Nope essentially demonstrates over and over again the way so many people forget that wild animals are wild animals. We’re so used to domesticated animals. Or zoo-ified animals. Or trained animals. That it can be shocking when something goes wrong. But the movie takes the extra step of presenting the animals as spectacle. The same way we need to remember animals are animals and there are rules and limits to the interaction, spectacle is spectacle and there’s only so much we can do before you have to say, “Nope. That’s not a good idea.” Whether that’s bringing King Kong to New York. Or building Jurassic Park. Or starting a Star Lasso Experience with a sky shark you think likes you.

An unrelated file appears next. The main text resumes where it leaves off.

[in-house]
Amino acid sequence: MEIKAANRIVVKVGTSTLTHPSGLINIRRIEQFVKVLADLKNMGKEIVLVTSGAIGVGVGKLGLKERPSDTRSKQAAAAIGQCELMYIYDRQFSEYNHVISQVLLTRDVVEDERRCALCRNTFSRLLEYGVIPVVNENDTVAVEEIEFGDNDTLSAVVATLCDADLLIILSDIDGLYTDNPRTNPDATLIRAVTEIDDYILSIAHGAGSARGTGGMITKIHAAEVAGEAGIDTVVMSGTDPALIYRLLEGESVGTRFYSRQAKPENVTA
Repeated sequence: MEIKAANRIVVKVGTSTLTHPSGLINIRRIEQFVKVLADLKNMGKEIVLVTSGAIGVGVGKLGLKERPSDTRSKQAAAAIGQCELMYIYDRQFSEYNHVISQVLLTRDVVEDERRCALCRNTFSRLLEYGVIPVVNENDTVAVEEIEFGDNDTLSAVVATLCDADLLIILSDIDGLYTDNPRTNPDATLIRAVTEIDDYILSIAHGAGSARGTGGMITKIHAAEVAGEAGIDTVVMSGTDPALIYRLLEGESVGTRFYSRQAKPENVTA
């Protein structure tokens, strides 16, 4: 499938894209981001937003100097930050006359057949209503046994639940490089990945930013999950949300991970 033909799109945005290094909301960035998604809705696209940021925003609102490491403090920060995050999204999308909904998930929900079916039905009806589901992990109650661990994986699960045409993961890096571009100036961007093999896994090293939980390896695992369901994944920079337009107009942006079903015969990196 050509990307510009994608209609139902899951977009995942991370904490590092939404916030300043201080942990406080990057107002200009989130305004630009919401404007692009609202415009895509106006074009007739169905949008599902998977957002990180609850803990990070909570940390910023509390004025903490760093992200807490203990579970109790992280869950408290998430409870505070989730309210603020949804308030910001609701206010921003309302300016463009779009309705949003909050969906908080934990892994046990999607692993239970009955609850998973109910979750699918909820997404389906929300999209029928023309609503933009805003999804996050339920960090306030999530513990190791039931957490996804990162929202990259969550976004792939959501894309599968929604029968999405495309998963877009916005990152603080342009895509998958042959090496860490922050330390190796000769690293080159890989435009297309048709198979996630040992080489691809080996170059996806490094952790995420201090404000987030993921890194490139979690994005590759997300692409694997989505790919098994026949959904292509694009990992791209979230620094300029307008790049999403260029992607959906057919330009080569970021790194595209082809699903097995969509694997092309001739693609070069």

But the interaction theme doesn’t begin and end with anthrozoology. The interactions between people matter, too. As Peele said to Empire, “it’s about a brother and sister healing their relationship.” The same way animals have rules, so do people. And it’s clear that OJ and Emerald don’t have the same rules of engagement. OJ is quiet and responsible. Emerald is loud and irresponsible. When Emerald is on the film set, OJ’s unhappy with how she behaves. OJ meets with Ricky and wants to talk business, but Emerald keeps interrupting to talk about things OJ believes are trivial, maybe even detrimental to the task at hand. And from Emerald’s perspective, she’s building relationships, she’s connecting on a personal level, while OJ’s being overly defensive and critical. You can imagine how often these two clash. How OJ believes Emerald needs to be more of an adult and why Emerald feels OJ is a buzzkill.